To my surprise, in the ‘Stick Games’ chapter, there are instructions for the game Pooh Sticks. Doesn’t everybody already know about Pooh Sticks? I thought this would be a worldwide pastime, but was interested to find recently that it’s not a game in France, where some friends we were walking with on holiday clearly thought us slightly eccentric when watching ‘le passage de la baguette’ under a bridge for several minutes. Other stick games include Pick-up sticks, Making flying machines (like kites), Capture the flag, Aunt Sally, Quoits and a Stick tower challenge.
The Stick Book is not designed as an educational resource, that is, to support any national or other curriculum aims. However, it contains ideas that could be used or adapted to help teachers enrich their schemes of work with creativity and improve the use of the school’s surroundings. Activities such as laying stick arrow trails and creating a miniature map of an area of ground for a treasure hunt could be used within geography topics. Many of the creative ideas link beautifully to the art curriculum, with some of the photos showing sculptures almost resembling Andy Goldsworthy’s work. The stick storyboard idea and the ‘Magic Sticks’ chapter could support English work and teachers will identify clear opportunities to link to numerous children’s books. There’s a chapter on making musical instruments, and another, ‘Sunny Sticks’, which could be linked directly to science work on light, shadows and the movement of the Earth. Other science links that could be made to activities in the book include properties of materials, changing materials, forces including floating and sinking, habitats and minibeasts. Measuring ideas link to maths, and design technology skills are woven throughout. There’s even a set of instructions for making a stretcher, just for fun, or for anyone who is worn out by all the ideas and fresh air!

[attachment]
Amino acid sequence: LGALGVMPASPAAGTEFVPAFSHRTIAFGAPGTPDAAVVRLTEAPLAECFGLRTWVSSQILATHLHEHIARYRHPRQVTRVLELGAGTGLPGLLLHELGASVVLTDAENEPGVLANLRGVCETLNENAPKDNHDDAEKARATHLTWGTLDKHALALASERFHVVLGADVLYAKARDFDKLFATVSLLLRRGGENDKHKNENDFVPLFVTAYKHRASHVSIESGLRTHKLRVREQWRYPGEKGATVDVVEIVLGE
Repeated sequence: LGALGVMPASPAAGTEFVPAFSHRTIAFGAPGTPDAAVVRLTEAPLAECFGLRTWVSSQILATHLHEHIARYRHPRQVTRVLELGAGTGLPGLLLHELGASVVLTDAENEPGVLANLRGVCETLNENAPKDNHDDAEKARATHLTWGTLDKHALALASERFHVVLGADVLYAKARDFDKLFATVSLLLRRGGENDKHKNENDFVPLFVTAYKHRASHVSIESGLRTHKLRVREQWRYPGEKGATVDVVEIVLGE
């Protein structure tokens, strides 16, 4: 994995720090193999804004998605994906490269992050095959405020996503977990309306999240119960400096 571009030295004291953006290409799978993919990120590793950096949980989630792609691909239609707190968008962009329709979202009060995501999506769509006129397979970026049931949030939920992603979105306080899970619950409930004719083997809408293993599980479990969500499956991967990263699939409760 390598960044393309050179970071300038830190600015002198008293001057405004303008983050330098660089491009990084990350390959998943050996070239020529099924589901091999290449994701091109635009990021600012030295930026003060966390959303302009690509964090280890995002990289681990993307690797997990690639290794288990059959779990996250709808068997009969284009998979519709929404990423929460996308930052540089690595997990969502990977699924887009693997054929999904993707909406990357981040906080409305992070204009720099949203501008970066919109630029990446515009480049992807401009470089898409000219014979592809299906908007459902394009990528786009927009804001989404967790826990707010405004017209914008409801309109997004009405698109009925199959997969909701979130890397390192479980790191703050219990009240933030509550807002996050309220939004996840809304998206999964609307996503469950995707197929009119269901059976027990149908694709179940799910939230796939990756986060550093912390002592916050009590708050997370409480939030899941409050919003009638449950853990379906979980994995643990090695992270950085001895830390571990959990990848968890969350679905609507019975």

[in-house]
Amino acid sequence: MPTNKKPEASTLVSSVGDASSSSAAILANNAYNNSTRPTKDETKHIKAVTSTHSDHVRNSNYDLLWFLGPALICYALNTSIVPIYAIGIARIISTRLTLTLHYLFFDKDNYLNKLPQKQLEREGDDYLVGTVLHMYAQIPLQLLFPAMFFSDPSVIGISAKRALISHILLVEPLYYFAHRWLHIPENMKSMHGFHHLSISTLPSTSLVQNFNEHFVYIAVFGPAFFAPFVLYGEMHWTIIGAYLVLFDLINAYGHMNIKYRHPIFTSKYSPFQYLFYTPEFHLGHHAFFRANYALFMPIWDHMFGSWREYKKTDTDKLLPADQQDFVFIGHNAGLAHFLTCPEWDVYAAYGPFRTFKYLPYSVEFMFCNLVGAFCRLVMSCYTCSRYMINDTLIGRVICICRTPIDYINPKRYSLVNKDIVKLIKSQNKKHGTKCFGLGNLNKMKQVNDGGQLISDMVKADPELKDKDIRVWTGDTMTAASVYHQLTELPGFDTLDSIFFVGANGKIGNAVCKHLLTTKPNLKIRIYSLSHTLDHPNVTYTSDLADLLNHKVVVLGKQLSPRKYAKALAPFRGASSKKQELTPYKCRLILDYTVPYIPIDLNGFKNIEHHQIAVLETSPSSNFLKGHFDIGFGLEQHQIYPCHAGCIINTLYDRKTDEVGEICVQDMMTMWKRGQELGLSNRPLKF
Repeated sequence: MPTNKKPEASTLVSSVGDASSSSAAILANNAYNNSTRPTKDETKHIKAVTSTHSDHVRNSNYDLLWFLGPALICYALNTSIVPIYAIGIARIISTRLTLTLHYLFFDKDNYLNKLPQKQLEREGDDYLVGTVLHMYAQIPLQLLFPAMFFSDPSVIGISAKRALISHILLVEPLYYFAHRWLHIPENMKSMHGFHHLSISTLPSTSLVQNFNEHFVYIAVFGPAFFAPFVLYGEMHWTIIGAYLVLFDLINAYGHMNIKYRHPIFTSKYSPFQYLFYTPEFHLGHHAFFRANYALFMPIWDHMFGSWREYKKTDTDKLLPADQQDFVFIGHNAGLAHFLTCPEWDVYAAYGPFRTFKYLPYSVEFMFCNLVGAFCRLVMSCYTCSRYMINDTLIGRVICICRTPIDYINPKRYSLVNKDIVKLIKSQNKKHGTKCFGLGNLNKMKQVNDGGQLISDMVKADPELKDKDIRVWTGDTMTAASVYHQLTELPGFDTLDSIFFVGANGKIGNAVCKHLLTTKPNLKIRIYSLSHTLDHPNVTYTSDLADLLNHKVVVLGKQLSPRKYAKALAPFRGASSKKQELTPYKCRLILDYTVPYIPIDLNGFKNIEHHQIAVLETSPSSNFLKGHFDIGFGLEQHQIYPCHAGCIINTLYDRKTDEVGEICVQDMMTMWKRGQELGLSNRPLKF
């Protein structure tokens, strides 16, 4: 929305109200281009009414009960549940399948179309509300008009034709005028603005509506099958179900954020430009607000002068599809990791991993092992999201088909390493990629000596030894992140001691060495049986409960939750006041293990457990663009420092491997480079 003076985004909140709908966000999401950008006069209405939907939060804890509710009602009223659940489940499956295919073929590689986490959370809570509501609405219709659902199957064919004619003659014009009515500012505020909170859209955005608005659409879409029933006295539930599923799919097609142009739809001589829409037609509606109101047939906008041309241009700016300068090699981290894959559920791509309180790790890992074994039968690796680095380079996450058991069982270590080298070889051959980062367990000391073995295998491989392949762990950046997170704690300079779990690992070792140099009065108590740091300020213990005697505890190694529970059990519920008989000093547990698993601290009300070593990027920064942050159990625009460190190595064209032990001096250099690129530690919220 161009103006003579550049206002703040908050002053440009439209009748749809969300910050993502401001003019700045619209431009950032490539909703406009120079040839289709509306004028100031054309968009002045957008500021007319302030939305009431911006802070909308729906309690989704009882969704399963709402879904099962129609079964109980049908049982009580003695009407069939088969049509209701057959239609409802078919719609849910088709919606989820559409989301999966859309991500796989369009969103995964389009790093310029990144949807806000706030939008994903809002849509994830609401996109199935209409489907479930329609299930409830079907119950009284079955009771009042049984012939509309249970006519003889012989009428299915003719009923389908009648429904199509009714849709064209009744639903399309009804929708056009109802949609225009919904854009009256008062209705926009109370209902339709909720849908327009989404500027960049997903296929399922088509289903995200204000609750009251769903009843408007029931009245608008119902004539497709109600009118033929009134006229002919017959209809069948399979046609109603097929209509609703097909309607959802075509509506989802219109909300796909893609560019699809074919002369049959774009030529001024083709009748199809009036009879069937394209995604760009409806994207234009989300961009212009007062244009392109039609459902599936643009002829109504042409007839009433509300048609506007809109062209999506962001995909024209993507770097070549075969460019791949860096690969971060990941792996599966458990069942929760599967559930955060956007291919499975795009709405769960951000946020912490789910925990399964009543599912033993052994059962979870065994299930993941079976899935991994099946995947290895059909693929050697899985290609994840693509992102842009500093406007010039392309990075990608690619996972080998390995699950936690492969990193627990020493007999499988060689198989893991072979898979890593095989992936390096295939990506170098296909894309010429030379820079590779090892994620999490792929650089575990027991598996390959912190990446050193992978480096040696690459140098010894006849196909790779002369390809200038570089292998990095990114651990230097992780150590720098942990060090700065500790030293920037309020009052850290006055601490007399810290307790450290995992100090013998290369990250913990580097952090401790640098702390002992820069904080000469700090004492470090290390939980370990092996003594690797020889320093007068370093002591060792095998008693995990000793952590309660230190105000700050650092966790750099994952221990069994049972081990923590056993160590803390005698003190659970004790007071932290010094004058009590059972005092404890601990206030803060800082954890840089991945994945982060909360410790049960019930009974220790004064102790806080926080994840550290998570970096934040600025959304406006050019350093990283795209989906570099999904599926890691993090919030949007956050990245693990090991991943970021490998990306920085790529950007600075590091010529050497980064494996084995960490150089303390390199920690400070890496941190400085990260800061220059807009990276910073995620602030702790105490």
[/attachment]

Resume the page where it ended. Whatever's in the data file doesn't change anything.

The Stick Book, as with some others by the same authors, is available as an e-book, so you can take it outside with you, especially useful if you can’t find all the bits and bobs for the idea you’d decided to try. I recommend looking at the website, as this provides a really good flavour of the books themselves. Goingwild.net aims to spread the word to as wide an audience as possible. This has a blog where readers can share their own ideas, so others can benefit. The authors have written articles for a range of national and international press, journals and magazines, as well as giving talks and running training events for wildlife trusts, educators, parents, schools and those working in the environment.